Next, we can choose to allow users to buy the tokens directly from the network. For our example, this makes sense as we will eventually have a webpage for users to buy them from using their wallet. More information about the ways users can buy tokens can be found here.
To keep things simple, we will will ignore the sale window dates and allow users to buy straight away.
Next we need to tell the contract where the metadata is stored. We will select Self Hosted as we uploaded to our server and enter the two urls from the Hosting Metadata step.
Clicking next shows us the final page where we can create the contract.

Configuring the Contract

There are a few last pieces of configuration which are required before deploying the contract.
  • Primary Sale Address: This is wallet which will receive the funds when a user buys a token
  • Presale Address: This is the wallet which has authority to approve presales
For our example, we will enter an address we have control of into these fields in the Overview section.
  • Secondary Sales Royalties: This is how much we will charge when the token is sold on a marketplace. As this is a test, this can be 0
  • Price: How much each token will be sold for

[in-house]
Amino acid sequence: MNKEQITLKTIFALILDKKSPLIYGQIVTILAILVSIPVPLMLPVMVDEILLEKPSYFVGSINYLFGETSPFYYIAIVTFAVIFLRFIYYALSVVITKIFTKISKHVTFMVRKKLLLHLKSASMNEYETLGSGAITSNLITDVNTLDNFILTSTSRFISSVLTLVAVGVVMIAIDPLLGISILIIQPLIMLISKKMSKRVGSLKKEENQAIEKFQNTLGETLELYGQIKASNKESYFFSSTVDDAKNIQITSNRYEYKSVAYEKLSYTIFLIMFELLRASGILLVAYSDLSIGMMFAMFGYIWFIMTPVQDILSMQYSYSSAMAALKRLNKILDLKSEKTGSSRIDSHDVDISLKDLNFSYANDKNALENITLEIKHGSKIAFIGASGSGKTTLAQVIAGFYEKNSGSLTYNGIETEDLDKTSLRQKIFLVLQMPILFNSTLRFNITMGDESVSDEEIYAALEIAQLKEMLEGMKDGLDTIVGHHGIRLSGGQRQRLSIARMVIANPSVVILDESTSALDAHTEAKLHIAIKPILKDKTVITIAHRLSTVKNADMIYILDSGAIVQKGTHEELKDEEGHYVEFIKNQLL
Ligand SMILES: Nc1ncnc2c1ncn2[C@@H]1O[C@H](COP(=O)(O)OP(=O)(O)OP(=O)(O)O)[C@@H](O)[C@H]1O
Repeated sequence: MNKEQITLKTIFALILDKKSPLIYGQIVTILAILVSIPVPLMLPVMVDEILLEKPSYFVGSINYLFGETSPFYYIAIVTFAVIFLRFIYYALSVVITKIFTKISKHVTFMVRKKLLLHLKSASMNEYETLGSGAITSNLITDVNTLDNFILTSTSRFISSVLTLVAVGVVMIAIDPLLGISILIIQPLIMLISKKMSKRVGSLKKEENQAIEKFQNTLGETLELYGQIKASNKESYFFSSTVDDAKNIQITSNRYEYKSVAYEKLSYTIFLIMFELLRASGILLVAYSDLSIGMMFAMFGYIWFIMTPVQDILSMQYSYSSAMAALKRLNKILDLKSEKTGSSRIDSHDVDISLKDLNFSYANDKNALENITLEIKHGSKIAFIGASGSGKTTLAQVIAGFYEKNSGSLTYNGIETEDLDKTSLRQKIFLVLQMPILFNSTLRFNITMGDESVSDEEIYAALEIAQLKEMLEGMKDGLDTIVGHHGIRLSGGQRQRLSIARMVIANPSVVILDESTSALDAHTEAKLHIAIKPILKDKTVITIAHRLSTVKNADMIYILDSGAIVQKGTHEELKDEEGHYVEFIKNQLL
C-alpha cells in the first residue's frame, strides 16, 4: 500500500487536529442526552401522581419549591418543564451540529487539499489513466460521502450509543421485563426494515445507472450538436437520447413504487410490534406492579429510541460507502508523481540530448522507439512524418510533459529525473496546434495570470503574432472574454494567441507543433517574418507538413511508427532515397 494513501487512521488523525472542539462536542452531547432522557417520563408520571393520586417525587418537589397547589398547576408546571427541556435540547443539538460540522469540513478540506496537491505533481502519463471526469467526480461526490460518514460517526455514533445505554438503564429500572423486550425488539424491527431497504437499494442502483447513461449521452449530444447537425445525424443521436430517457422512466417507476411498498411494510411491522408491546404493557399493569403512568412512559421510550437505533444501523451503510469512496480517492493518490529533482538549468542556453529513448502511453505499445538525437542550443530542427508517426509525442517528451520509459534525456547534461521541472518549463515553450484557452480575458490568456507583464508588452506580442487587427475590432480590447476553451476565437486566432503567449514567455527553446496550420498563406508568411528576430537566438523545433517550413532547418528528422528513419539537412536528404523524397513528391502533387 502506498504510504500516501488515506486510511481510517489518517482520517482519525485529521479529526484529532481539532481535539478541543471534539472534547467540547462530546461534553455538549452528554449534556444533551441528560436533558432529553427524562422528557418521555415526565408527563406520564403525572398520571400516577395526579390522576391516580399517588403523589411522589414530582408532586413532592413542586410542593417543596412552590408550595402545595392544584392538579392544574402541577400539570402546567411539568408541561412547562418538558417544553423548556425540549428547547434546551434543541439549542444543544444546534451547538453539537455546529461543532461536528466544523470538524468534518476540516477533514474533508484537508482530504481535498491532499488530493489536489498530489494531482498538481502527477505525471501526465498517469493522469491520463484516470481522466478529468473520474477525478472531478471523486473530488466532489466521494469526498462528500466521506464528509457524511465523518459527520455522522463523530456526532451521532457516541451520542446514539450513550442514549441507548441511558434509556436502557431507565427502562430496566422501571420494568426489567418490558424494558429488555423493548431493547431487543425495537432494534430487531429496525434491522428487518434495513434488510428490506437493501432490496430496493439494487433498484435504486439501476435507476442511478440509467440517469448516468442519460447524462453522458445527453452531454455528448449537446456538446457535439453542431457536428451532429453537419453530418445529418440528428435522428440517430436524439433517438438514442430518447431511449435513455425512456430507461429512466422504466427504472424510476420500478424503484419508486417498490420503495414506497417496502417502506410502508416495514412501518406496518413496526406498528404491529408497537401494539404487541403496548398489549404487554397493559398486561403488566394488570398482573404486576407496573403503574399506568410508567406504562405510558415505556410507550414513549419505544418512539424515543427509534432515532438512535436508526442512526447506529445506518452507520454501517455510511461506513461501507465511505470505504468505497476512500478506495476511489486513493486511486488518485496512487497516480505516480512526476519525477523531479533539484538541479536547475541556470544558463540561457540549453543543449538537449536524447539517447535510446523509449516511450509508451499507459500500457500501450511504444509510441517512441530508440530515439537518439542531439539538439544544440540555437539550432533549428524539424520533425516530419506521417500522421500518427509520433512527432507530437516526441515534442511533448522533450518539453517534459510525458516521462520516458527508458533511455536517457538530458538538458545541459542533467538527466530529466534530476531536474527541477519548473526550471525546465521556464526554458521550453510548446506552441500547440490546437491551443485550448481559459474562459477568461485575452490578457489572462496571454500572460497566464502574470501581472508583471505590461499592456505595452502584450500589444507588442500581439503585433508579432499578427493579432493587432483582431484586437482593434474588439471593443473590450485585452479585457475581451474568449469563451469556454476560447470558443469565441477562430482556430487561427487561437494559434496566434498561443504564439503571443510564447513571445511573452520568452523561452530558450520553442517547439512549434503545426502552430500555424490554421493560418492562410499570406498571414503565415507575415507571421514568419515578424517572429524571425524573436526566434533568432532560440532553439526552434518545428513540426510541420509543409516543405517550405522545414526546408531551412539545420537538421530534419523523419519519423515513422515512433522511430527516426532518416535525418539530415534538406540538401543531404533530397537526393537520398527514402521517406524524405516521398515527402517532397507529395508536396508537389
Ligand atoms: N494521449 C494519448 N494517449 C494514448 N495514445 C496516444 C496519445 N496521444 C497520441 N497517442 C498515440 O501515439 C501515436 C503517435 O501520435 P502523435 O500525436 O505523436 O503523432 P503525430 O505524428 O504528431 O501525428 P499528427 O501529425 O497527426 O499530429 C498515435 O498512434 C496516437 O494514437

With that information provided, the contract is ready to configure our tokens.

Configuring Tokens

Tokens are configured in the Tokens tab on the contract. We have two options to create our tokens: One at a time or on bulk.
Clicking the Create Token button will open a dialog showing a preview of the token based on the metadata that we configured.
If you don't see a preview, check that your metadata and images have been configured and uploaded correctly
Clicking Bulk Create Token will allow us to enter the number of tokens we want to create.
For our case, we will use the bulk option and enter 12 as that is the number of tokens our demo site has prepared. Enter your number of tokens here or use the Create Token option if you only have one.
The tokens will be created in the system and shown in the list.
You can click on a token to see its image and metadata at any time.
When a token is created, our servers will sync the metadata so you can preview the token through the dashboard. If your tokens show "Syncing..." you can use the refresh button in the top right to see the latest
With that, we are ready to deploy the contract.


To deploy the contract, we click the Deploy button in the top right. If this button is disabled, enter the missing information.
The deployment goes through various stages depending on the network. The status of the deployment can be found within the General tab.
Once all of the steps are complete, the contract is deployed.

Next Steps

The contract is now public and users can buy tokens for the price specified. From here you have multiple options:
  • NFTs purchased via website: Use the Client SDK to build your storefront
  • NFTs minted to wallets directly: Learn how to mint through the UI or API
  • NFTs minted to a wallet for reservation: Mint tokens ahead and transfer to users later


Something not quite right, unclear or can't find what you are looking for? Please let us know at [email protected] and we will get back to you as soon as we can.